Symbolic Nature of Frost’s Poetry

Subject: Literature
Pages: 3
Words: 840
Reading time:
4 min
Study level: College

In his poems, Robert Frost gives universal meaning to the modest local episodes and scenes. The central idea of the insolubility of life conflicts leads to the embodiment of the idea of the absurdity of earthly existence (Axelrod and Gerer 2). This essentially modernist idea is implemented in several Frost’s works, for example, in the poems “The Road not Taken,” “Mending Wall,” “Stopping by Woods on a Snowy Evening,” and “After Apple-Picking.” The specific elements of modernism in his poetry include individualism, accent on sensations, studies of the unconscious, a tendency towards abstraction and pessimism, and a focus on the inner world of the individual (Allen 17). Robert Frost pays special attention to symbolism as one of the main elements of modernist poetry.

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The heroes of Frost’s poetry remain alone with nature, as a mythological and symbolic entity, and make their decisions, as in “The Road not Taken.” The hero chose an untouched path, and this was the decisive moment in his life: “I took the one less traveled by, / And that has made all the difference” (Frost 131). The road symbolizes the choice, and the hero comes up with excuses for the future to affirm his responsibility. The poem turns into a story about complex psychological maneuvering between the past, the future, and the present, or even about self-deception (Jumino 23). This poetry is not about that untouched path that the hero chose, but about the one that he did not follow. This road is paradoxically absent, but the whole poem is permeated with the memory of it. This brings the reader back to the image of a person who regrets not making a choice. Thus, “The Road not Taken” is about the complexity of the relationship with oneself, which characterizes this poetry as symbolic and modernist, focusing on the inner world of the individual.

Frost uses the symbol of forest in his poem “Stopping by Woods on a Snowy Evening,” which is an example of modernist poetry. The hero must choose either to stay in the woods, being charmed by the beauty and serenity of nature, or go on his ride. The main motive of this poetic sketch about the beauty of a winter forest is indicated in the first line of the last stanza, where a dark winter forest appears as a symbol of non-existence, sooner or later attracting all living creatures (Jumino 26). The forest is simultaneously correlated with the inner world of the hero, with those sides of it that are not accessible to other people. Despite all the hypnotic power of ruinous beauty, the hero says that he has obligations to fulfill: “But I have promises to keep / And miles to go before I sleep” (Frost 275). In these lines, Frost declares his life principles: to live as long as you can benefit people, and not succumb to the temptation of leaving this world. The intrusion of dreams, visions, shadows, and reflections on the transience of life into reality is characteristic of the modernist consciousness (Jumino 25). The signals of chaos, the presence of a border between nature and man, conscious and unconscious in the human soul are visible in this poetry.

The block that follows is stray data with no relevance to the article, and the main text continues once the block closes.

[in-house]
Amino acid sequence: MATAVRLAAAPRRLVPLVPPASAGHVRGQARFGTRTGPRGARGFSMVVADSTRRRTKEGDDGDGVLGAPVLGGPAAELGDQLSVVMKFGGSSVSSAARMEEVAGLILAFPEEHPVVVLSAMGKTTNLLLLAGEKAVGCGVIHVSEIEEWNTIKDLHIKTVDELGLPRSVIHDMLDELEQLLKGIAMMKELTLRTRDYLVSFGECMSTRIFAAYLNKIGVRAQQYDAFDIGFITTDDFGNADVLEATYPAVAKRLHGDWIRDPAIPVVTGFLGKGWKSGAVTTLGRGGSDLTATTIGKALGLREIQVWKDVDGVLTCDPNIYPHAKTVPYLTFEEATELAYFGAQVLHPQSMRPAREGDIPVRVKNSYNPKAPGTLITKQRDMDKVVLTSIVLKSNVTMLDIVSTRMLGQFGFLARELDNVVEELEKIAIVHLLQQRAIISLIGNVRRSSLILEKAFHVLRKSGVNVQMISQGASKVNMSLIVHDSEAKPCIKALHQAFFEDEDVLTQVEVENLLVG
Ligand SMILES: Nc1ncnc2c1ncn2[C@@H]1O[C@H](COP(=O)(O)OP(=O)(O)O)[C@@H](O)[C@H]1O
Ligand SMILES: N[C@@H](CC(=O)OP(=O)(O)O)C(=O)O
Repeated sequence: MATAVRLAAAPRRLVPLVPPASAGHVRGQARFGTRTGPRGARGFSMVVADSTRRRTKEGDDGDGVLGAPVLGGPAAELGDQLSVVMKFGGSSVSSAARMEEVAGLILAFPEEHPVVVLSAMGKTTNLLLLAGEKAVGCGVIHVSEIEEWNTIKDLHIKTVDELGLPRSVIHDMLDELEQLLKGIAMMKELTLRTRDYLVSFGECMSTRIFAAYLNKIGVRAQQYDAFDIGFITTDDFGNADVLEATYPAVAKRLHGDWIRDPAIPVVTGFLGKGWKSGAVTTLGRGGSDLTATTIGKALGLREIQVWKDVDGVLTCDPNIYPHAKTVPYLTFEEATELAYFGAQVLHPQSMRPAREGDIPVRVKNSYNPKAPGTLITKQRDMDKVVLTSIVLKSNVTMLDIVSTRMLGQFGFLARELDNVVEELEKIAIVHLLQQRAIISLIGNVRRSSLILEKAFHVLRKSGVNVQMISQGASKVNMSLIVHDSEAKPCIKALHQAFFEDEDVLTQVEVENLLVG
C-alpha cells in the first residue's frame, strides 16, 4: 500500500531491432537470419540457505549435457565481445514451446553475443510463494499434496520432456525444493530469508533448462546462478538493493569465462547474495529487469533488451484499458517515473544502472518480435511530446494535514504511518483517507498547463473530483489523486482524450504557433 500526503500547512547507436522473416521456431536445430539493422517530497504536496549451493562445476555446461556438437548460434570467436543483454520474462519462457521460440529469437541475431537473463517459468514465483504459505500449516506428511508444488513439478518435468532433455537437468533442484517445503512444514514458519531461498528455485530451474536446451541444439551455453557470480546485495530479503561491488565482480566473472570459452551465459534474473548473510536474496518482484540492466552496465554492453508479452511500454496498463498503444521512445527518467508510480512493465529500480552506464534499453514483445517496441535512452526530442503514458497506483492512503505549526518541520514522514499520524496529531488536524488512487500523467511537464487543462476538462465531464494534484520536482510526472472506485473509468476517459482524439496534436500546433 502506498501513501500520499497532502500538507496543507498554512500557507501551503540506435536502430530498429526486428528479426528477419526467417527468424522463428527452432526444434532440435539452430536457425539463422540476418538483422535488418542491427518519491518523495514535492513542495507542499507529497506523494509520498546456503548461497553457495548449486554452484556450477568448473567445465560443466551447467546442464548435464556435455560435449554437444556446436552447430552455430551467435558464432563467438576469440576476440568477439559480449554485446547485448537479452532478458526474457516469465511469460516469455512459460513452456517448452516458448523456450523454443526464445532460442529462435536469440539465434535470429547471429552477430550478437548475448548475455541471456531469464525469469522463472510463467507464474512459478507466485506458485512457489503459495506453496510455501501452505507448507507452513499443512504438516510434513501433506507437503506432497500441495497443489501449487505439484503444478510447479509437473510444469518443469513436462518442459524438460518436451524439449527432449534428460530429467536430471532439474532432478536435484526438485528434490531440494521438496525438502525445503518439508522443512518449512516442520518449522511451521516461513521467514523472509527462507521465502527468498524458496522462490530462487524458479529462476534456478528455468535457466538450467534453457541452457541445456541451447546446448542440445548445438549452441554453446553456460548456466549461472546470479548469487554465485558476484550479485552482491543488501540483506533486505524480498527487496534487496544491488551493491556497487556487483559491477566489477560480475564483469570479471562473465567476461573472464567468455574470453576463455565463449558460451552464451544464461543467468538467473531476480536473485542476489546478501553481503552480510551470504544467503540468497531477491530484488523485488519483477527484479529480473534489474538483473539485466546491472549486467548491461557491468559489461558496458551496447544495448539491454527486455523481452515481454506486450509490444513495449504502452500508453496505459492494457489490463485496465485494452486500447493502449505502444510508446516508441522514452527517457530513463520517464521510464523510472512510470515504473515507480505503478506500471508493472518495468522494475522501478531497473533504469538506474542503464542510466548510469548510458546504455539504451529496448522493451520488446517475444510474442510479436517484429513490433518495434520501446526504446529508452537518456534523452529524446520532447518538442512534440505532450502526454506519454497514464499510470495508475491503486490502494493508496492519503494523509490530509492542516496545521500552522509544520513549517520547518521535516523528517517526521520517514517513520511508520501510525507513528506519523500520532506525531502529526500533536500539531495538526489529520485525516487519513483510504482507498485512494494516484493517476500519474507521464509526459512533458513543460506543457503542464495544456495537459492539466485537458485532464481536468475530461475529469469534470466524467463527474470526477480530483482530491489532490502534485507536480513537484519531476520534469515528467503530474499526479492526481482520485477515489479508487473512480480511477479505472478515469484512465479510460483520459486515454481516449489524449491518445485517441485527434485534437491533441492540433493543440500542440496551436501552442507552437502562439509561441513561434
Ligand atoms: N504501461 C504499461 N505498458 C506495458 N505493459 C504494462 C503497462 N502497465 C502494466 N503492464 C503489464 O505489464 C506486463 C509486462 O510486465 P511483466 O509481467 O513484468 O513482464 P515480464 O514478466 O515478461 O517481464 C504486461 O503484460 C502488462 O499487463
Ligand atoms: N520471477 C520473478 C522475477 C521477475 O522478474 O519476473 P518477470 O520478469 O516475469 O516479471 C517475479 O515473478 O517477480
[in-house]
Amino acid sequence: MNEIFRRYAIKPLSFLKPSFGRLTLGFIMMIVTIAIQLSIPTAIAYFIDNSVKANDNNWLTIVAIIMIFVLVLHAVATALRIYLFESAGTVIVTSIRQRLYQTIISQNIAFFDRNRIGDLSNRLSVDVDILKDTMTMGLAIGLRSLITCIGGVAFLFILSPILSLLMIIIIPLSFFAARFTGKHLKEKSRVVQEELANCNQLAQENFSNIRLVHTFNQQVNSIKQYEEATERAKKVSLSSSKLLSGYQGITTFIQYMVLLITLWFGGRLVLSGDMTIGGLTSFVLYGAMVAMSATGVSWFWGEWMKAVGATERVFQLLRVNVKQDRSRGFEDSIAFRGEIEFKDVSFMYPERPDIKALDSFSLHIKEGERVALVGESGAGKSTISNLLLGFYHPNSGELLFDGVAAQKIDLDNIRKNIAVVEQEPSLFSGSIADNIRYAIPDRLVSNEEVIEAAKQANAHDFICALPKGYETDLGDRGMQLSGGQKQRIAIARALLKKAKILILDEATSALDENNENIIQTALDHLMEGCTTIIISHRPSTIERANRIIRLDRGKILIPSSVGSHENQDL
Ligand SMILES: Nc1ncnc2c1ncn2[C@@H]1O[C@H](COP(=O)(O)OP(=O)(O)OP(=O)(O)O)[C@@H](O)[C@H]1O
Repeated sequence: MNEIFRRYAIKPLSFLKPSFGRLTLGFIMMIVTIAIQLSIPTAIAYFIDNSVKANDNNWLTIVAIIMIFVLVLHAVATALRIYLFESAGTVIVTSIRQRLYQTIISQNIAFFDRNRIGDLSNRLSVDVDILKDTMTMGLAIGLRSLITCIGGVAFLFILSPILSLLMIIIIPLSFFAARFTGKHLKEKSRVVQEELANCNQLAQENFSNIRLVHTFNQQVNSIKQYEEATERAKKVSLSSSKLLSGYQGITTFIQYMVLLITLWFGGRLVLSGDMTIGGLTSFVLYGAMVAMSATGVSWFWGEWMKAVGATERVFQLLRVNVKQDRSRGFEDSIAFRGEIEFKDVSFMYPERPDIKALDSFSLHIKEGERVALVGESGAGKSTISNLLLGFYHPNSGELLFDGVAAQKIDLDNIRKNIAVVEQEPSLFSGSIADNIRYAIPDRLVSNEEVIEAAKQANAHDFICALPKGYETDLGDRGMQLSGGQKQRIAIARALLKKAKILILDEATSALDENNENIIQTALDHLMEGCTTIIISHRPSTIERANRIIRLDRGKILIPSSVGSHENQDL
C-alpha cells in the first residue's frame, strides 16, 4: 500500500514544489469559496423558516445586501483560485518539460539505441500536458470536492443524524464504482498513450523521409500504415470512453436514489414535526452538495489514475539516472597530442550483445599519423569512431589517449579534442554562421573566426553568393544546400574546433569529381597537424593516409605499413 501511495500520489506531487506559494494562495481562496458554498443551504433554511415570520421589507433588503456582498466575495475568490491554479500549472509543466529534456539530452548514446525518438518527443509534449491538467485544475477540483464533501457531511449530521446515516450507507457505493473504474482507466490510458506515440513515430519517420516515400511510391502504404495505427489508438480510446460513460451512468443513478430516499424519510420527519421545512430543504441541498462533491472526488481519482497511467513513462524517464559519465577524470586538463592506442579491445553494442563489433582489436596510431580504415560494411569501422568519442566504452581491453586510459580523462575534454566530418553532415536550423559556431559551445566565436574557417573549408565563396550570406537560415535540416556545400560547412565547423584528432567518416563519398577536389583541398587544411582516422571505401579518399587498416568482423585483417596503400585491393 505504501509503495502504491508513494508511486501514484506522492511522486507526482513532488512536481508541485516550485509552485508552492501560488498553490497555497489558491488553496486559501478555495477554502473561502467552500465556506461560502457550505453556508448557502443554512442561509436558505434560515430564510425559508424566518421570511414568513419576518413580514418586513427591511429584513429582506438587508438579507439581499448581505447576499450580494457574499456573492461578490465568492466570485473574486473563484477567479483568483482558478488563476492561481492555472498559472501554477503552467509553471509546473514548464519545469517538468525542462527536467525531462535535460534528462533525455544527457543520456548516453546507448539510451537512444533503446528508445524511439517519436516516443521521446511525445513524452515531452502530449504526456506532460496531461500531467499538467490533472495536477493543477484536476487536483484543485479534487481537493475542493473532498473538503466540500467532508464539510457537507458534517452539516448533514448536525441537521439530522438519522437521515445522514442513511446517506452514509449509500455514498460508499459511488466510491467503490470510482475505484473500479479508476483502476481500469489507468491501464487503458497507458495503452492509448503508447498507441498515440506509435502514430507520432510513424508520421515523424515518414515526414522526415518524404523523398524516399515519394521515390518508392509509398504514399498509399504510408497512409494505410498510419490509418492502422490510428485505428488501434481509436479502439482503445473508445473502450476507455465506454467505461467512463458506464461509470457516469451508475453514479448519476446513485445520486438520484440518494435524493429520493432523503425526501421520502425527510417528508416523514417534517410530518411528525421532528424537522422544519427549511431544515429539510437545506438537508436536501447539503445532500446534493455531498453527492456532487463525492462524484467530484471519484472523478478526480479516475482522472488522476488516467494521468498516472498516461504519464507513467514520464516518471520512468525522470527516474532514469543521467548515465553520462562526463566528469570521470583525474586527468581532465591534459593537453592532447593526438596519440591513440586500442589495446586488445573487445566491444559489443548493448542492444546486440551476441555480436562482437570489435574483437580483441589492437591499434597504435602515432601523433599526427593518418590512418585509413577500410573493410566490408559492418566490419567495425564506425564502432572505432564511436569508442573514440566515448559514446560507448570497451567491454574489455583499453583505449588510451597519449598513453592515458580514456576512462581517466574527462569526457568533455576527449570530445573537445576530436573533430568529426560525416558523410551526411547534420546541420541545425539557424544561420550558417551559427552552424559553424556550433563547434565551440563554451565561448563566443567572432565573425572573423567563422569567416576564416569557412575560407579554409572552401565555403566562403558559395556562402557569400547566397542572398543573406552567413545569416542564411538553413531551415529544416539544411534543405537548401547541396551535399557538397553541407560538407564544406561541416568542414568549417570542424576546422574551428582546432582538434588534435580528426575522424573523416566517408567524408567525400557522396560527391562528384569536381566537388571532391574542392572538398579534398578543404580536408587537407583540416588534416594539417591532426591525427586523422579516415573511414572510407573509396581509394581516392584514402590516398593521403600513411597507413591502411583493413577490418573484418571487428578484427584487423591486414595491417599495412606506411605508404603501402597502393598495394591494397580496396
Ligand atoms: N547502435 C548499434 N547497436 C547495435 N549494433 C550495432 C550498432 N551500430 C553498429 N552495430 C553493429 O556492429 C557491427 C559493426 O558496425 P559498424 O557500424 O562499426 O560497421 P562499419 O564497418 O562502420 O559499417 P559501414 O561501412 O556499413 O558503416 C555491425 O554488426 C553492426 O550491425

Frost’s symbolic poetry is ambiguous and open to interpretation, for example, in the poem “Mending Wall,” the process of building a fence has several metaphorical meanings. One of the farmers does not consider it necessary to build a wall where pines grow, but the other stubbornly repeats: “Good fences make good neighbors” (Frost 48). The poet presents such modernist ideas as a sense of detachment, loss, and loneliness when a person is separated from nature or society. Besides, the wall personifies human stupidity on the example of a hero’s neighbor: “Like an old-stone savage armed” (Frost 48). The symbol of the fence has the meaning of various barriers that divide people and cultures.

Frost’s symbolic implication is sometimes implemented with the help of indirect references or cues. “After Apple-Picking” is the poem in which the process of gathering apples has a hidden meaning, an allusion to the sinful nature of the human soul (Frost 88). The apple is a fruit of the tree of knowledge of good and evil, a symbol of temptation, and ancestral sin. With the help of the poet’s symbols, the hero’s thoughts and actions acquire additional philosophical meaning (Allen 28). The poem is focused on showing the inner world of the hero through symbols and a certain state of mind in a particular situation.

Although Frost distanced himself from high modernism, he is closely associated with this poetic era. He uses the signs of the symbolism of modernist poetry to disclose the philosophical essence of his works. He creates his pastoral world, full of symbols and marked with beautiful, but at the same time impenetrable nature. Woods, walls, apples, and roads have a deep symbolic meaning that shows an emotional component of human nature. The poet operates with earthly images, which are revealed as dual symbols of the hero’s state of mind and the philosophical problem.

Works Cited

Allen, Edward. Modernist Invention. Cambridge University Press, 2020.

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Axelrod, Steven Gould, and Natalie Gerber. “The Complementarity of Frost and Stevens.” Wallace Stevens Journal, vol. 41, no. 1, 2017, pp. 1-3.

Frost, Robert. The Collected Poems of Robert Frost. Chartwell Books, 2016.

Jumino, Jumino. “Human Existence as Individual Creature Based on Robert Frost’s Poems “Stopping by Woods on a Snowy Evening” and “The Road Not Taken” Through Stylistic View.” Culturalistics: Journal of Cultural, Literary, and Linguistic Studies, vol. 3, no. 1, 2019, pp. 22-28.